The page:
Thus, cultural relativism views on progress makes this argument contradictory. The five tenets of Cultural Relativism undergo further explication as Rachel notes further criticism. The first claim, “different societies have different moral codes”, holds some truth, however fails to explain that there are universal values that all societies do share. Values such as truth telling, prohibition of murder and caring for the young are conceived by all societies. The only difference is the factual beliefs, not their values. I agree with Rachel, that there are some values that cultures do share.

The second tenet, “The moral code of a society determines what is right within that society; that is, if the moral code of a society says that a certain action is right, then that action is right, at within that society”. Rachel assesses and explains that there is a vast difference in what a society believes and what is really true. Practices, like excision, can be very wrong and suggests does it really promote or hinder human well being. I believe it hinders a human well being, excision is a painful procedure that abolishes sexual pleasure for the individual.

Scarring and tendencies to contract disease(s) are most probable in the long run. Cultural relativism believes that society’s morals of a culture can never be wrong. However, Rachels believes that we can see that societies are in need of moral improvement. I agree with Rachels statements, there is room for societies to understand and learn that mistakes can be made even in cultural customs. The third tenet, “There is no objective standard that can be used to judge one society’s code as better than another’s. There are no moral truths that hold for all people at all times”.

Rachels strongly disagrees with this tenet in cases of stoning, slavery and excision. Rachels says, “it always matters whether a practice promotes or hinder the welfare of the people affected by it”(Rachels, p28). People affected by such barbaric practices do not seem to improve the quality of their lives nor their happiness. The forth tenet, “The moral code of our own society has no special status; it is but one among many”. Rachels points out that Cultural Relativism says, “it is merely one among many”(Rachels, p28) which directs an ‘open question’. A code in particular can be one of the best or one of the worse.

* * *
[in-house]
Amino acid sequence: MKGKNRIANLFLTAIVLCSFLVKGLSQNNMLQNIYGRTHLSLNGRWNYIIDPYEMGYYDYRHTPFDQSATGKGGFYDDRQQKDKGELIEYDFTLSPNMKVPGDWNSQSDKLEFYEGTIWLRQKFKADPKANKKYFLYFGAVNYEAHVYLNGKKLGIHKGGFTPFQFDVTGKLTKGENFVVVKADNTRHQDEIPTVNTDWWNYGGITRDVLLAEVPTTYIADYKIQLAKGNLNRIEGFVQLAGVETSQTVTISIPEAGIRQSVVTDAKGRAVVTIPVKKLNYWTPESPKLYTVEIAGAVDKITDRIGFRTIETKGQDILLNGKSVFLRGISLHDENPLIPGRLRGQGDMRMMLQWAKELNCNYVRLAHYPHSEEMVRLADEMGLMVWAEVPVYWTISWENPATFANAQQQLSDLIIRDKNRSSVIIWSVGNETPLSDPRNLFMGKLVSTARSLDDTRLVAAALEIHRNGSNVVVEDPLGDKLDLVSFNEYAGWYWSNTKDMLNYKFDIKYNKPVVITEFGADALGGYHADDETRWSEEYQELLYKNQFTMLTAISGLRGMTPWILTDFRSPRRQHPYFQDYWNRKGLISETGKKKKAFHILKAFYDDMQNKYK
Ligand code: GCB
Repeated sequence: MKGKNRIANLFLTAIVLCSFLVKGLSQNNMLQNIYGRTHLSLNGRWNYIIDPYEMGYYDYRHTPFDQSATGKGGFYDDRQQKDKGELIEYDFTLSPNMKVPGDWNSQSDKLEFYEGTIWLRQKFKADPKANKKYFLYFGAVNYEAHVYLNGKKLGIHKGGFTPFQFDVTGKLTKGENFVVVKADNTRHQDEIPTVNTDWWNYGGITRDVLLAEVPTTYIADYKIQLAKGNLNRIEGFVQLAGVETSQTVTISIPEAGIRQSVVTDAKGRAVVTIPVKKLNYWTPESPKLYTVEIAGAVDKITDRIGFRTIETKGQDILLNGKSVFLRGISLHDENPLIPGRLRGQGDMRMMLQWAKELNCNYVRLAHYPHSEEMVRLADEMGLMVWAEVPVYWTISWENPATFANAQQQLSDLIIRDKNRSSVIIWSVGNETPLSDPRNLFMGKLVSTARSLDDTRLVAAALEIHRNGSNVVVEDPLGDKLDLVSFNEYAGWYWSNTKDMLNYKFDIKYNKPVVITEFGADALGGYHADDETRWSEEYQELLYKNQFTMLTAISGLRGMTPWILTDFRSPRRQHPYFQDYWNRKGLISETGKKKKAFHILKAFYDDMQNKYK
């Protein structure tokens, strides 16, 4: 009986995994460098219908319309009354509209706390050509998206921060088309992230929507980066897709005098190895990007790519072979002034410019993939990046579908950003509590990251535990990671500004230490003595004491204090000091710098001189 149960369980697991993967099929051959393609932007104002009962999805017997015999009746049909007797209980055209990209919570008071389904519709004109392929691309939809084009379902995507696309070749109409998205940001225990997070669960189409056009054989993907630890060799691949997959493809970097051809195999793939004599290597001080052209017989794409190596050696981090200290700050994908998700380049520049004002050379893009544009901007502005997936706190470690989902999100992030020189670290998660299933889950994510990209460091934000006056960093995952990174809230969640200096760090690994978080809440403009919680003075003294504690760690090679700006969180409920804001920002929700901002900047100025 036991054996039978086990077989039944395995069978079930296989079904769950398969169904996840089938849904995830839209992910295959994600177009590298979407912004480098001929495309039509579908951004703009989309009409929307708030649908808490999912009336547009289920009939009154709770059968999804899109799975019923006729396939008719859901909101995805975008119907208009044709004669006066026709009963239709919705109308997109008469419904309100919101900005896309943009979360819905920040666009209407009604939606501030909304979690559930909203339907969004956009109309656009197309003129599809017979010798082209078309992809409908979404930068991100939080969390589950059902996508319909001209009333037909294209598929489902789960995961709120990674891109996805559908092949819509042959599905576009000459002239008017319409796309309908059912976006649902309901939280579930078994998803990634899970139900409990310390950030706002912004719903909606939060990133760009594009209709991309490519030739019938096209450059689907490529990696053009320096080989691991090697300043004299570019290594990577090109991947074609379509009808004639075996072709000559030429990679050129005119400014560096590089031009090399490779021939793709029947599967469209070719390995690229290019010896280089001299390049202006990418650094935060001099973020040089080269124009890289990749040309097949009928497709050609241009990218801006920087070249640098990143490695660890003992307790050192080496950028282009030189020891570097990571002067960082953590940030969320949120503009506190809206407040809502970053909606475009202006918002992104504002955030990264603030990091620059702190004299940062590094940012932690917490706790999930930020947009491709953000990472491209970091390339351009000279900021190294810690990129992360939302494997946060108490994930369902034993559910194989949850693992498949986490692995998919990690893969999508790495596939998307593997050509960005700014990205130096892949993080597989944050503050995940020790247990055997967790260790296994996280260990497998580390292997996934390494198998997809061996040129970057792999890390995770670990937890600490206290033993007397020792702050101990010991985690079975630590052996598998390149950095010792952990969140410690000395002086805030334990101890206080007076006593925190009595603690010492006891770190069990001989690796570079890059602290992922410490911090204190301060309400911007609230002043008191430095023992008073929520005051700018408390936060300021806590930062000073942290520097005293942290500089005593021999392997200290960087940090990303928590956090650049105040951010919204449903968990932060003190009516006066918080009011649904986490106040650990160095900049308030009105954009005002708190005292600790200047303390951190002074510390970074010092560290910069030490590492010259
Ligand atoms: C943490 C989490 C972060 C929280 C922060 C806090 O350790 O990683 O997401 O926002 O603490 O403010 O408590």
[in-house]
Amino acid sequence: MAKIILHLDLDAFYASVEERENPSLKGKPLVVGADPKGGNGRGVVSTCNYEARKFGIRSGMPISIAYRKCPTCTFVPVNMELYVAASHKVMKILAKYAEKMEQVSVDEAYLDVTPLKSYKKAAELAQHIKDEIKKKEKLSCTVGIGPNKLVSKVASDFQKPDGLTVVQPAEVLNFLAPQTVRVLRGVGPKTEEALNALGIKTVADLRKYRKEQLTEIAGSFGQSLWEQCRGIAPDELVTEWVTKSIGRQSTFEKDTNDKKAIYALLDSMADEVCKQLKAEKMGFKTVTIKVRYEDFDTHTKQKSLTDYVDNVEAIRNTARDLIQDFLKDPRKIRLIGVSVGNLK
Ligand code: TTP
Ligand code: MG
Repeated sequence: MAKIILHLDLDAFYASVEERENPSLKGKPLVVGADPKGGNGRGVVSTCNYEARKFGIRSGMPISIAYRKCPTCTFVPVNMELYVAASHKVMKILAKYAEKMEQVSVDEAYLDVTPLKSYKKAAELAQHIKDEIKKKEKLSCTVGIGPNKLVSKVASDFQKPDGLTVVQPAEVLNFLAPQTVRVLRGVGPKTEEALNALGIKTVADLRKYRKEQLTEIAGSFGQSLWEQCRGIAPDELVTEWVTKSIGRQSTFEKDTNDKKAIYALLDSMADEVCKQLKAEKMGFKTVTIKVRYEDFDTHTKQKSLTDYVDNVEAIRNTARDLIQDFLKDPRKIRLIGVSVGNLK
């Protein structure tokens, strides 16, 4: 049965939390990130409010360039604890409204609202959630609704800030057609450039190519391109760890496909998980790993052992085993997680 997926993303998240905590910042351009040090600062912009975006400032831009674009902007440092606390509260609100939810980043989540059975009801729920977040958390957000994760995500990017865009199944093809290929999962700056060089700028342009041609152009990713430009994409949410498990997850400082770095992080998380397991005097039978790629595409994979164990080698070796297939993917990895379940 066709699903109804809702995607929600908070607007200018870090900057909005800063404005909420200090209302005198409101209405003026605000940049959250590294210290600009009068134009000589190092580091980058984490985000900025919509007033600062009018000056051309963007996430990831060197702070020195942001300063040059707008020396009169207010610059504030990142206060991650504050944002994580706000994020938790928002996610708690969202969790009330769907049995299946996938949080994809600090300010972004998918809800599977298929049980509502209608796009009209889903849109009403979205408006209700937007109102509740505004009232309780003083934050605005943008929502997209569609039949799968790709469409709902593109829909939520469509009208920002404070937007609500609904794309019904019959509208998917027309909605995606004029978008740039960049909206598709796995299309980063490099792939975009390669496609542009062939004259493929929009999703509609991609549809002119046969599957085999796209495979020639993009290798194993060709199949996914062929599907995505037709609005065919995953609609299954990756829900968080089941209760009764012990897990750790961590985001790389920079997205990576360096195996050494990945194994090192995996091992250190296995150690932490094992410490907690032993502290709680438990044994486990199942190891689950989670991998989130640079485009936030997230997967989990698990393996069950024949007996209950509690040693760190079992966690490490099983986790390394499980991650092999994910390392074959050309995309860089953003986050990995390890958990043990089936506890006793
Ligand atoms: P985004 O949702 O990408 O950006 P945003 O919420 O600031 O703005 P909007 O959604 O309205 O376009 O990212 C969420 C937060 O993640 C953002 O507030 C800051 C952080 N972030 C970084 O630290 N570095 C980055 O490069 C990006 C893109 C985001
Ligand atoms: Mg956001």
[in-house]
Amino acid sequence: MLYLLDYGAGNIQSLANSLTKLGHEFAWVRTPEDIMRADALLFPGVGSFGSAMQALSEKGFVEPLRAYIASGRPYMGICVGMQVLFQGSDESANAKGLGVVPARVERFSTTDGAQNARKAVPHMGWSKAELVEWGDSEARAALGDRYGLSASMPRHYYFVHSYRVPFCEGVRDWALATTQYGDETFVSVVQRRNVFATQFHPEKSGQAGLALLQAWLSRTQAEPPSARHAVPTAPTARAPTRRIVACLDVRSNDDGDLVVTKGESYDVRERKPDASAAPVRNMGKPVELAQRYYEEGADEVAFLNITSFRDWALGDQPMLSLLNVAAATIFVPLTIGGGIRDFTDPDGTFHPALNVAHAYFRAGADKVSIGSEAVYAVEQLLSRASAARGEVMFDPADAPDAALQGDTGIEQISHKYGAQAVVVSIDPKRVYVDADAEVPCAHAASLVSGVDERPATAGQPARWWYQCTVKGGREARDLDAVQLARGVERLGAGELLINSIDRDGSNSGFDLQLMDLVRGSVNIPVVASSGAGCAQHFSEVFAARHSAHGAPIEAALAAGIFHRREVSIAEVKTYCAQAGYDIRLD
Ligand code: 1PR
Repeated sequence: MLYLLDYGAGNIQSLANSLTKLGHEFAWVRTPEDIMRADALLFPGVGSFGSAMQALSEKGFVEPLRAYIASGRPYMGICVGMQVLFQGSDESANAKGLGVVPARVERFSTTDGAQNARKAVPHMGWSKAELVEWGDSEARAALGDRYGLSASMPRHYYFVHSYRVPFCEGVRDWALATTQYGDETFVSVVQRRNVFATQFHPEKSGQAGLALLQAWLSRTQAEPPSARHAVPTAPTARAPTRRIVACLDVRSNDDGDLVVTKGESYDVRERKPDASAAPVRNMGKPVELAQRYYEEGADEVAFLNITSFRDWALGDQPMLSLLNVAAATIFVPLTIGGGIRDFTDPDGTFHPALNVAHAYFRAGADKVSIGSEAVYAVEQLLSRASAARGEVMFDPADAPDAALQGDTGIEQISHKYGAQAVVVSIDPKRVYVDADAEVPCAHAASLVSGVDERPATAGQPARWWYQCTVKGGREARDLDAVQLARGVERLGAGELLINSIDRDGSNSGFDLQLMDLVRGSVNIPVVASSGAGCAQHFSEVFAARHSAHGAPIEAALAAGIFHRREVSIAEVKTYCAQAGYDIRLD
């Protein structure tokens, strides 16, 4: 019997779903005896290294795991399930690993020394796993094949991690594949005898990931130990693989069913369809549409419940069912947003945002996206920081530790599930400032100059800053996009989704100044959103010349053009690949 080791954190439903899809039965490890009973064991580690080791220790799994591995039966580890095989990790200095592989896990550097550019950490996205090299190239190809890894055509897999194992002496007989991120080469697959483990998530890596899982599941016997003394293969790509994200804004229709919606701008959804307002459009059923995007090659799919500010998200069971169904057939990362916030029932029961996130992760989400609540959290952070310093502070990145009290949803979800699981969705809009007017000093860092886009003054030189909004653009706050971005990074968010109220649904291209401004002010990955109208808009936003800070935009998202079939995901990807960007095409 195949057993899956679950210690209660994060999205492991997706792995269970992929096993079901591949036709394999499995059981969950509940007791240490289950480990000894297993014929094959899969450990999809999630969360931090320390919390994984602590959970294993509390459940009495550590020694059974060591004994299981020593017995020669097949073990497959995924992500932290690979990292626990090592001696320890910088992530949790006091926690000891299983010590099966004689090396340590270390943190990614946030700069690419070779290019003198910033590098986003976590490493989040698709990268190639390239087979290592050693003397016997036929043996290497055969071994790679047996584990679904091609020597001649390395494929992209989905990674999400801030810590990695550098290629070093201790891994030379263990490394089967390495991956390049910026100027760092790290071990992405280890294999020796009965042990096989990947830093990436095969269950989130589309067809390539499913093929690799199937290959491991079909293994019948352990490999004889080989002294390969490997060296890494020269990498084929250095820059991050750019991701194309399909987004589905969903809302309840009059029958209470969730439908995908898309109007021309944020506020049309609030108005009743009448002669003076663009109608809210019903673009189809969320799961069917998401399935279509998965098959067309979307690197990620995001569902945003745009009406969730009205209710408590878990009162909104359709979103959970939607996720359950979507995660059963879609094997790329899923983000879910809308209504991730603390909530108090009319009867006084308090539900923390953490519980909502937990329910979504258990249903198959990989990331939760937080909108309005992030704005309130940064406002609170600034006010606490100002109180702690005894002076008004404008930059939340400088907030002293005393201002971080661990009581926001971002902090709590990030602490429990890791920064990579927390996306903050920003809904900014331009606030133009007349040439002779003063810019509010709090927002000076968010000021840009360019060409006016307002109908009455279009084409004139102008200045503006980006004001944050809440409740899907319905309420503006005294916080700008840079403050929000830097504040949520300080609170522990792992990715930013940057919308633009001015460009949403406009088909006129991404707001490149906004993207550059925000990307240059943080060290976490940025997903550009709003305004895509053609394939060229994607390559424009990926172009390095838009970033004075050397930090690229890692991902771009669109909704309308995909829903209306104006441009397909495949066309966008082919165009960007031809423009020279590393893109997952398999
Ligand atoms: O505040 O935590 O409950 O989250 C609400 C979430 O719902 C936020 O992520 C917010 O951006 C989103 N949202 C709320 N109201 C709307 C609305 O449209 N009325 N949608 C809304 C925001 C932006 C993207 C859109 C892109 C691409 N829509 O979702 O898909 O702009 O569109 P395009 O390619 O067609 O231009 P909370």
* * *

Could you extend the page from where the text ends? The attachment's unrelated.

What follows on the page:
This opens up an entirely new discussion that there are customs that are questioned to being right or wrong. The fifth tenet, “It is arrogant for us to judge other cultures. We should always be tolerate of them”. Rachels raises truth in this statement, we are often arrogant when we criticize other cultures, and tolerance is a good thing. Nevertheless, Rachels notes, we shouldn’t tolerate everything, human societies have done horrible things. Tolerance can only go so far, to a point where intervention is crucial. This claim is inconsistent with the second claim, ‘that right and wrong are determined by the norms of a society’.

There are instants that norms of a society favor intolerance, for example the Nazi army invading Poland. Cultural Relativism teaches us not to criticize the Nazis for being intolerant if all they’re doing is following their own moral codes. However, cultural relativism also tells us that the norms of a culture are bound within the culture itself. Since the norms are bound in Polish society, invasion and manslaughter are not part of their norms. Work Cited: Rachels, James and Stuart Rachels. (2009). The Elements of Moral Philosophy. 6th ed. New York, NY: McGraw-Hill.

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Cultural Relativism. (2018, Jan 28). Retrieved from